:11:52.:11:55.

international community and unless we find a way of finding a political

:11:56.:11:59.

solution. But both sides are just callous in this matter? Oh, if you

:12:00.:12:06.

look at the human rights abuses that you are seeing, spread across the

:12:07.:12:16.

country, absolutely. Now in a fit of large guess, Vince Cable

:12:17.:12:21.

conenvironmneted today that the national minimum wage will rise

:12:22.:12:25.

above the rate of inflation. It adds up to 19p extra an hour. Mind you

:12:26.:12:30.

people have been getting poorer for the last several years as the wage

:12:31.:12:33.

went up by less than the rate of inflation. Valuable ammunition for

:12:34.:12:37.

the Labour Party in its cost of living campaign. Hard to recall now

:12:38.:12:41.

that when it was proposed the minimum wage was a controversial

:12:42.:12:45.

idea. Tomorrow the Resolution Foundation releases a report

:12:46.:12:48.

authored by the minimum wage's architect, which examines whether it

:12:49.:12:59.

is still fit for purpose. People, production and pay, cogs in

:13:00.:13:05.

our economic machine. 15 years ago a new component, a minimum wage was

:13:06.:13:09.

plumbed in, now it is not running as smoothly as it should. From October

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it is ?6. 50 an hour, a 40-hour week means ?13,000 a year, after tax and

:13:22.:13:24.

national insurance that is take home of ?231 a week. Katie gets up at

:13:25.:13:31.

four. 45am to go to work cleaning Government offices. After rent,

:13:32.:13:38.

bills and transport, just living, ?6. 54 is not enough to make ends

:13:39.:13:47.

meet. It is impossible, we spend the money in three or four days, you

:13:48.:13:52.

work hard and you can have a good life, always you need to think about

:13:53.:13:56.

what you are going to do with every penny. And the rate was designed to

:13:57.:14:00.

be the bare minimum, not the benchmark for millions. 1. 2 million

:14:01.:14:06.

are on the actual wage. Another 1. 4 within 50p. But there are five

:14:07.:14:11.

million on low pay under the international definition around ?7.

:14:12.:14:18.

70. Look at this, that spike shows more and more of our wages clustered

:14:19.:14:23.

around the minimum level. When the minimum wage was introduced, it was

:14:24.:14:26.

intended very much as a red line that would never be crossed. What

:14:27.:14:29.

has happened is the ripple effects have been smaller than everyone

:14:30.:14:33.

thought and employers have treated it as going rate, and they take it

:14:34.:14:38.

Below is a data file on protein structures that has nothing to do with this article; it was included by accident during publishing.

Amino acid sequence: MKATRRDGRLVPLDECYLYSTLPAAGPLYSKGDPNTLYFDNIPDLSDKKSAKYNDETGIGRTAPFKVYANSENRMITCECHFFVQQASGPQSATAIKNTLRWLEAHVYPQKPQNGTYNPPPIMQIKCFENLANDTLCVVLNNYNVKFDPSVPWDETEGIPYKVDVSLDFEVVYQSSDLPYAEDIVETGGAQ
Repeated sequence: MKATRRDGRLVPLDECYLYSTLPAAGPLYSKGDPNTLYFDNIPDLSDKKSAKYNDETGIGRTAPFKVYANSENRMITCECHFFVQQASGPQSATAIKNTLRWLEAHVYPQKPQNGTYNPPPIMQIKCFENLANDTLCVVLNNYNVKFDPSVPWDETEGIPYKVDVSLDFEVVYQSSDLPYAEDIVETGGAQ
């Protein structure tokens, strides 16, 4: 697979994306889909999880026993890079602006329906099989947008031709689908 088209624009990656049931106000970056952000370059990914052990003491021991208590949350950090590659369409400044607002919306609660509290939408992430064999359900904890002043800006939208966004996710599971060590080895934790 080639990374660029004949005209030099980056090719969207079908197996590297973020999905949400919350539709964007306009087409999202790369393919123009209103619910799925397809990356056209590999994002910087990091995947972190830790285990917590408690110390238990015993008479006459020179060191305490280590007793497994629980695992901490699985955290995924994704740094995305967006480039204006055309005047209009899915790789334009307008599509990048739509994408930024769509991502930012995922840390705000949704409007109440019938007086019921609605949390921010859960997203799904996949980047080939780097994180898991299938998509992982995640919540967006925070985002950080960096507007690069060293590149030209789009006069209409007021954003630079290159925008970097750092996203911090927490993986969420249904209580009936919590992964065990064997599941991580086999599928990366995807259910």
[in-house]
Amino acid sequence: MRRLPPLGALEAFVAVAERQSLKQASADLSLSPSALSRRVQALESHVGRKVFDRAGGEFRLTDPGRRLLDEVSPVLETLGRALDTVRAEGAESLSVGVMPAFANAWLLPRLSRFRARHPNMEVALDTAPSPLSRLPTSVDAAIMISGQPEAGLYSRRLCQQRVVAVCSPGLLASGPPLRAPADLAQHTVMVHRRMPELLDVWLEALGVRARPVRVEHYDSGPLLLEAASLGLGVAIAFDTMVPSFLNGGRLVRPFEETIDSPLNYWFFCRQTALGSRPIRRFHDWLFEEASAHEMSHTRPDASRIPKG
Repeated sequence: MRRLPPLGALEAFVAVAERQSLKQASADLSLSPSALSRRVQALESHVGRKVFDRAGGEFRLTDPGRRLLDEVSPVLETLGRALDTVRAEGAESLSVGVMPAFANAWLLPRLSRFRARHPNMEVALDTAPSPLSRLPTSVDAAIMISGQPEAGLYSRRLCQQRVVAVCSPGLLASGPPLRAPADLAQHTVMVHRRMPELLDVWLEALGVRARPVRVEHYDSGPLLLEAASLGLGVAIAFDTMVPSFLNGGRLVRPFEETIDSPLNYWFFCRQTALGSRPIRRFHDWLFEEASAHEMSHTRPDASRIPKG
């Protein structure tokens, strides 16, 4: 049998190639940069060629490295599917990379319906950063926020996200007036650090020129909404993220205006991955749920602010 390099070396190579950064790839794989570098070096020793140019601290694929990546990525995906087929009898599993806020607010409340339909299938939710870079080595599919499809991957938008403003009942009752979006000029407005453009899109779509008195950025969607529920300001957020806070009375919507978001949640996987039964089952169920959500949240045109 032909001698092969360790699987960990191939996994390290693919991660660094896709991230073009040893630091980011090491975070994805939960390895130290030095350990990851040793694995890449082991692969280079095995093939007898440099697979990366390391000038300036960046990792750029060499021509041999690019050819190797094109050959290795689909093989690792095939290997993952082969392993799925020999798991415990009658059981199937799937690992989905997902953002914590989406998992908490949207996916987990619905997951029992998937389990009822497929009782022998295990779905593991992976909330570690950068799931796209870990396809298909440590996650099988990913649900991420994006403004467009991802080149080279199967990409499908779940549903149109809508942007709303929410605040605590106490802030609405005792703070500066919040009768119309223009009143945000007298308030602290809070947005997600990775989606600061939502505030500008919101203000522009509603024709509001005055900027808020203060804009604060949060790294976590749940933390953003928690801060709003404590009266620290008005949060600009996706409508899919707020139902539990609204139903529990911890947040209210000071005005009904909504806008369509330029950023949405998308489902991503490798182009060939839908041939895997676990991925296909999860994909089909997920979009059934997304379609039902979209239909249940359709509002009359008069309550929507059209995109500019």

as a guide to what they should be paying. Why should business fix

:14:39.:14:42.

that? Pay any more than they have to? The inventor of the minimum wage

:14:43.:14:47.

wants firms to cough up a higher rate for London. And a new

:14:48.:14:52.

Government target to pull more workers out of low pay. Most

:14:53.:14:58.

controversially the architect of the minimum wage wants the authorities

:14:59.:15:02.

to point the finger at employers who could afford to pay more but choose

:15:03.:15:09.

not to. The idea to name and shame business into raising wages, but is

:15:10.:15:16.

that realistic or even fair. Like thousands of businesses, this food

:15:17.:15:22.

distributor doesn't just have spare cash lying around. More rules, more

:15:23.:15:26.

complication, there is very tight margins in the profit we make. It is

:15:27.:15:32.

very big competition. Obviously the more wages are going up, the margin

:15:33.:15:36.

goes lower and the customer always wants to pay less. Ministers want

:15:37.:15:43.

the minimum wage eventually to regain the value it lost in the

:15:44.:15:46.

downturn, the idea that started as temporary has survived and become a

:15:47.:15:50.

permanent part of our economy. But it hasn't removed the trap of low

:15:51.:15:54.

pay for millions. It may be broke, but it is not straight forward how

:15:55.:16:02.

to fix it. Well Sir Jamie Bain, the architect of the minimum wage when

:16:03.:16:06.

it was introduced is in the Belfast studio now. Did you expect it to

:16:07.:16:11.

last this long Sir George? I don't think I did, when it came in 1998 we

:16:12.:16:17.

made a recommendation, it was simply set up for a year, and I'm quite

:16:18.:16:22.

surprised but delighted that 15 years later it is there. Even more

:16:23.:16:27.

delighted that all political parties now accept it and indeed want it

:16:28.:16:37.